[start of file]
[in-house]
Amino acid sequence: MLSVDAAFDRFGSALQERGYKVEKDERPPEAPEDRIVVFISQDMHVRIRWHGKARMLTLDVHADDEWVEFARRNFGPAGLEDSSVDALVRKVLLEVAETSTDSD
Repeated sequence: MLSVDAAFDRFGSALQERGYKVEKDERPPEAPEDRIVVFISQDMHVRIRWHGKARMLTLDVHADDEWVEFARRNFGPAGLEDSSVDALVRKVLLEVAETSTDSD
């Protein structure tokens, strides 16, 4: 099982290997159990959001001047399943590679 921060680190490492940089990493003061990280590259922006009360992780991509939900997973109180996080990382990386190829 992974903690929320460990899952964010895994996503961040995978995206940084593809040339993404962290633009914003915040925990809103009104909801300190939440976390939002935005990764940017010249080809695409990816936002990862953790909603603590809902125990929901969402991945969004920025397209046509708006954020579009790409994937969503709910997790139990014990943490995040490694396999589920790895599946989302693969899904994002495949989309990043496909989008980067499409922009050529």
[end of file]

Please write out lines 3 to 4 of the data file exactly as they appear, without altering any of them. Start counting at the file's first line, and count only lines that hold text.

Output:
Repeated sequence: MLSVDAAFDRFGSALQERGYKVEKDERPPEAPEDRIVVFISQDMHVRIRWHGKARMLTLDVHADDEWVEFARRNFGPAGLEDSSVDALVRKVLLEVAETSTDSD
């Protein structure tokens, strides 16, 4: 099982290997159990959001001047399943590679 921060680190490492940089990493003061990280590259922006009360992780991509939900997973109180996080990382990386190829 992974903690929320460990899952964010895994996503961040995978995206940084593809040339993404962290633009914003915040925990809103009104909801300190939440976390939002935005990764940017010249080809695409990816936002990862953790909603603590809902125990929901969402991945969004920025397209046509708006954020579009790409994937969503709910997790139990014990943490995040490694396999589920790895599946989302693969899904994002495949989309990043496909989008980067499409922009050529």